Rural “Mass Transit” a Hundred Years Ago

16-year-old Helena Muffly wrote exactly 100 years ago today: 

Saturday, January 20, 1912: Ruth and I went to Milton this afternoon. We both had our pictures taken. I hope mine won’t be any bigger than what I am, but I won’t know for a whole week yet.

Old postcard of South Front Street, Milton. (Source: Milton Historical Society, Used with permission.)

Her middle-aged granddaughter’s comments 100 years later:

Sounds like Grandma was worried that she’d look heavy in the photo. I wonder if she’d gained weight over the holiday season.

The Muffly farm is about 6 miles from Milton—but the sisters probably used “mass transit” to get there.

Ruth and Grandma probably walked the two miles to Watsontown—or  maybe they took the train to Watsontown. (There was a whistle-stop for the Susquehanna Bloomsburg and Berwick Railroad at Truckenmiller’s Feed Mill which was located near their farm.) Once the sisters got to Watsontown they would have taken the trolley from Watsontown to Milton.

It amazes me how many transportation options were available in a relatively remote area of Pennsylvania a hundred years ago. And, how trolleys and passenger rail service vanished a little later in the 20th century as automobile ownership proliferated.

Is Bridge Needed Between Watsontown and White Deer?

16-year-old Helena Muffly wrote exactly 100 years ago today: 

Thursday, September 14, 1911: Besse was out today again and to school I went with a rejoicing heart. I may not have felt just exactly that way, but was glad I didn’t have to miss school.

Her middle-aged granddaughter’s comments 100 years later:

Things were very hectic at the Muffly’s because many men were there helping them thresh the grain (see the yesterday’s entry).  Grandma was concerned that she’d need to skip school to help her mother prepare and serve meals; fortunately her married sister Besse came home to help.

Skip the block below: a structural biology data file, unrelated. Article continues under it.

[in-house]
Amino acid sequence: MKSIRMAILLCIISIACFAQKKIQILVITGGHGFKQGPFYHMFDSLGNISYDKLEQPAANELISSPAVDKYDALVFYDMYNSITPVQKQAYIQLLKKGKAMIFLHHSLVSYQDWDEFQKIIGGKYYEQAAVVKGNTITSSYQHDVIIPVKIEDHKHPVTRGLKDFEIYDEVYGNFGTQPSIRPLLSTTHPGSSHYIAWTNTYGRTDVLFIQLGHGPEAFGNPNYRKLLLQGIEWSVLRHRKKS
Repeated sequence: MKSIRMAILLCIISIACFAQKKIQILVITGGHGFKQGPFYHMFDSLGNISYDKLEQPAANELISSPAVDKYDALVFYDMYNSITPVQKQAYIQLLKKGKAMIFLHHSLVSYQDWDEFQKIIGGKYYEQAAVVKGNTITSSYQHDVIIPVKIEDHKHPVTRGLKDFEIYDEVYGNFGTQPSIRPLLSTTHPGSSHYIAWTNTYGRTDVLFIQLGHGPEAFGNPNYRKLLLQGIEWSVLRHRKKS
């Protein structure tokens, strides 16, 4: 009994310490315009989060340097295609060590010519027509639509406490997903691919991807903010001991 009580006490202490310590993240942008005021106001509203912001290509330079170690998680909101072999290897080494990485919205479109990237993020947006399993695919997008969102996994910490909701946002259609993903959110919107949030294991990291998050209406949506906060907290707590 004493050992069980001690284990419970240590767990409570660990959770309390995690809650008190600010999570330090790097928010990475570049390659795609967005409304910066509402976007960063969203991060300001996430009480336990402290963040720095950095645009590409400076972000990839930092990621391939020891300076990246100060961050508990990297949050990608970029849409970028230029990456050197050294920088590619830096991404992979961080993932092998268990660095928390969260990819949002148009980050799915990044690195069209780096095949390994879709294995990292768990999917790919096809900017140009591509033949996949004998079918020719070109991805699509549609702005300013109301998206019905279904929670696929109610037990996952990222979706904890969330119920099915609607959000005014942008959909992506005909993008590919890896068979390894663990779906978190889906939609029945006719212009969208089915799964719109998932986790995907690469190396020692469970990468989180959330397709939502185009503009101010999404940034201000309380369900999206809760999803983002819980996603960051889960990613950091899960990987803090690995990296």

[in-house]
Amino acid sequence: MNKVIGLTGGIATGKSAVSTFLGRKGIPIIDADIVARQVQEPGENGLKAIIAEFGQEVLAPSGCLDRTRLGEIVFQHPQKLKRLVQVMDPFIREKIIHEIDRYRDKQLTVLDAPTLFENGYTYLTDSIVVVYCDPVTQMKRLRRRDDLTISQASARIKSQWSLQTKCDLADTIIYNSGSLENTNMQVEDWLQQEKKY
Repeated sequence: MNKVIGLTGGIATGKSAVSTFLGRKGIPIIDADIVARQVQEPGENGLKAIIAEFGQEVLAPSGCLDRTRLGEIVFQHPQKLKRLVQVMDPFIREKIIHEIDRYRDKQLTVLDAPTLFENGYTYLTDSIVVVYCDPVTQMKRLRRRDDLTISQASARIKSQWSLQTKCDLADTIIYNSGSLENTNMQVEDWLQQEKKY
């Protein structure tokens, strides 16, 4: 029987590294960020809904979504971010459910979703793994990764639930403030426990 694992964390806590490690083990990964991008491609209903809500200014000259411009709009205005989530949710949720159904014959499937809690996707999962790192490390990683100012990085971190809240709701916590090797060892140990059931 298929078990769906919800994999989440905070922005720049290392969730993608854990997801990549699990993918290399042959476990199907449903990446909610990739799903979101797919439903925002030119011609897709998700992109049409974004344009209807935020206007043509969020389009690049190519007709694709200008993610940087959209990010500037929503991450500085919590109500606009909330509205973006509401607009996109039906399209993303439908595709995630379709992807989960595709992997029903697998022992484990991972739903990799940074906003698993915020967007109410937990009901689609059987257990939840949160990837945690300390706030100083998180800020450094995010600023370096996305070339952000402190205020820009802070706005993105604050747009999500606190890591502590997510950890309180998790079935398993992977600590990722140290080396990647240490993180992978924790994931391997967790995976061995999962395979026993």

I’m going to share an article that was published  in the Milton Evening Standard a hundred years ago today. It discussed the pros and cons of building a bridge across the river at Watsontown.

Source: Milton Evening Standard (September 14, 1911)

Recent photo of the bridge at Watsontown. This is the second bridge that was built at this site. It's hard to believe that a hundred years ago the first bridge had not yet been built.

Grandma often walked about two miles to Watsontown—but she hasn’t written about ever crossing the Susquehanna River to White Deer.

It’s hard to imagine, but a hundred years ago the only way across the river was via ferry or other boat.

According to the paper, a bridge was needed because:

Everybody knows that the river is a fluctuator. During late fall, winter, and early spring it is a vast body of floating ice and slush. Without a bridge it is dangerous alike to passenger and all other traffic. In the summer it is generally too low for comfortable ferrying and too high to ford.

Milton Evening Standard (September, 14, 1911)

(An aside—after last week’s floods I think we’d all agree that the paper got it right when it said that the Susquehanna is a “fluctuator.”)

However, the paper indicated that a bridge at Watsontown might hurt commerce in Milton (which already had a bridge across the river):

Some may ask: “How would Milton profit by its construction and establishment?”

Milton Evening Standard (September 14, 1911)

A hundred years ago White Deer, the town across the river from Watsontown, was much livelier than it is today.

White Deer is at the foot of the mountains—and for much of the 1800’s huge volumes of lumber moved through White Deer—some went  out via the river and  some was loaded on trains.

Lumber was transported across the Susquehanna River to several factories in Watsontown—including a table factory and a door factory.

The lumbering industry was in decline by 1911. According to Union County Pennsylvania: A Celebration of History by Charles M. Snyder

What appears to have been the last stand of virgin forest in White Deer Township was removed by the Watsontown Door and Sash Company in 1917.

“Going on an Errand for Myself”

16-year-old Helena Muffly wrote exactly 100 years ago today: